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Probate record for George Hay, died 1844, Hamilton Cty, Ohio, has a note that reads "Widows relinquishment filed"...and nowhere can I find the widow's name!

The Guardianship notes for the children mention George's brother, Washington Hay, but again...no mention of the children's mother.

Where could I find that 'widow's relinquishment'?

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The FamilySearch Wiki article Glossary of United States Probate Terms says:

Relinquishment - Relinquishment is to waive one's rights.

To see an overview of how the law has changed over time, see the article What are dower rights?. To find out exactly what law was in force at the time, you would want to look up the relevant section of the state statutes.

Typically the widow would be required to sign a document saying she was giving up her right in her husband's estate before real property (land) could be sold. You don't say whether you found a probate packet (loose papers) or probate records in court record books -- whichever one you have, try to find the others, especially the court docket books.

This is an example of a court docket book from my research in Massachusetts, indexing documents from various stages in the case as the estate went through probate. All of the references refer to the appropriate volumes and pages in the bound court records, and the will is from a copybook. (There should also be a packet of loose probate papers with the same case number, but I haven't found it yet -- probate packets for this court may not be online yet.)

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Follow the land records, and see if you can find a quitclaim deed where the widow gives up her rights to her husband's property. You'll want to look in the court records for the county where the land is located. See the FamilySearch Wiki article Ohio Land and Property and the Wiki article for the specific county for more information.

Historical newspapers can be valuable, especially the sections containing legal notices. To see what newspapers may have been published in the area, use the US Newspaper Directory at the Library of Congress' Chronicling America, which will tell you what titles and issues survive and are held in libraries. If the online collection of newspapers at Chronicling America doesn't have the newspapers you need, you can use these resources to find other newspapers online before you go to the library:

There has been record loss in some areas of Ohio -- for strategies on getting around that, see the article on Burned Counties research. Newspapers can be especially helpful when the original court records have been lost.

To make a wider search for records which might contain the widow's name, look for Christina K Schaefer's book The Hidden Half of the Family, which has timelines for each US State describing changes in laws. Use WorldCat to find it in a library near you, preview it on Google Books, or see the publisher's website for more details. The book is available in print, and as an ebook (viewable online, in Mobi format (Kindle), and as an ePub). The publisher's description says, in part:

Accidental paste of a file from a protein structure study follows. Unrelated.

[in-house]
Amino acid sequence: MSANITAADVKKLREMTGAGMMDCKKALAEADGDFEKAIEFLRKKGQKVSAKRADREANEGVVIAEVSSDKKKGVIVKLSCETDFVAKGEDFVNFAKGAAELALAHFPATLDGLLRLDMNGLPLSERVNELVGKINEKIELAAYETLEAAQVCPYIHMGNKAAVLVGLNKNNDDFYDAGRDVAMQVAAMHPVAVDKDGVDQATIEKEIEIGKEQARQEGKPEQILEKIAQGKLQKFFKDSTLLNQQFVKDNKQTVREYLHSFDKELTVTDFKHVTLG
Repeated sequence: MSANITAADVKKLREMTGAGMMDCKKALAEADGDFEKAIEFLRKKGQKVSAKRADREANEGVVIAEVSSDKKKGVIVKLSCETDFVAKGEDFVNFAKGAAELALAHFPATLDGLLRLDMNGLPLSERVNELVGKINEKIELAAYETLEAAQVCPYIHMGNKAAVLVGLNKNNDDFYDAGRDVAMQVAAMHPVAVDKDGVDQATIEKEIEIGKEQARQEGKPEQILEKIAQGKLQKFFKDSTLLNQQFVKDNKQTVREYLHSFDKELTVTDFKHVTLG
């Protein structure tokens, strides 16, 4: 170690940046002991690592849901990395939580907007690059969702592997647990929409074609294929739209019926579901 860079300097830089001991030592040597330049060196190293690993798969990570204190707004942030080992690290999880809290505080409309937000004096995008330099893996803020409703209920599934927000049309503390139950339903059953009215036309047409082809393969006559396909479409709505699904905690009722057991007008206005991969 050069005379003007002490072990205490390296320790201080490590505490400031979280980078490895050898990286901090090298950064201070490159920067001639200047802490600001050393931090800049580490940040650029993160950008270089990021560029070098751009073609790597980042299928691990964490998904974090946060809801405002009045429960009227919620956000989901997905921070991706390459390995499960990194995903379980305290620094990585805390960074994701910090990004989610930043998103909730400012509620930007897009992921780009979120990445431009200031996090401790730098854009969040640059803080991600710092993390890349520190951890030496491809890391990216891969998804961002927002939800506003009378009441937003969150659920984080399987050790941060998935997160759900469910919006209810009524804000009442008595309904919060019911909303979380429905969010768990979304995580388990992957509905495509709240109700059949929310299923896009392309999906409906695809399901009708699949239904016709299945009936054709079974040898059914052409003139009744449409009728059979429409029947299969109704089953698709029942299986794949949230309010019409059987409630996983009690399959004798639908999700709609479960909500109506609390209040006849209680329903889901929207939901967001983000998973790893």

Each state section begins with a time line of events, i.e. important dates in the state's history, following which is a detailed listing of eight key categories of information: (1) Marriage and Divorce (marriage and divorce laws and where to find marriage and divorce records; (2) Property and Inheritance (women's legal status in a state as reflected in statute law, code, and legislative acts); (3) Suffrage (information as to when any voting rights were granted prior to the ratification of the 19th Amendment in 1920); (4) Citizenship (dates when residents of an area became U.S. citizens); (5) Census Information (special notes on searching federal, state, and territorial enumerations); (6) Other (information on welfare, pensions, and other laws affecting women); (7) Bibliography (books and articles relating to women in the state, historical and biographical sources, and publications regarding legal history and jurisprudence); and (8) Selected Resources for Women's History (addresses of state archives, historical societies, and libraries; women's studies programs, women's history programs, and more).

Even with the help of a work like Schaefer's, you may not be able to find a single document that will state the identity of the widow. In that case, you may need to build a case using indirect evidence. Look for articles in genealogy publications from people working in the same area, and see what sources they were able to find, and see how they used them to build their case.

Resources:

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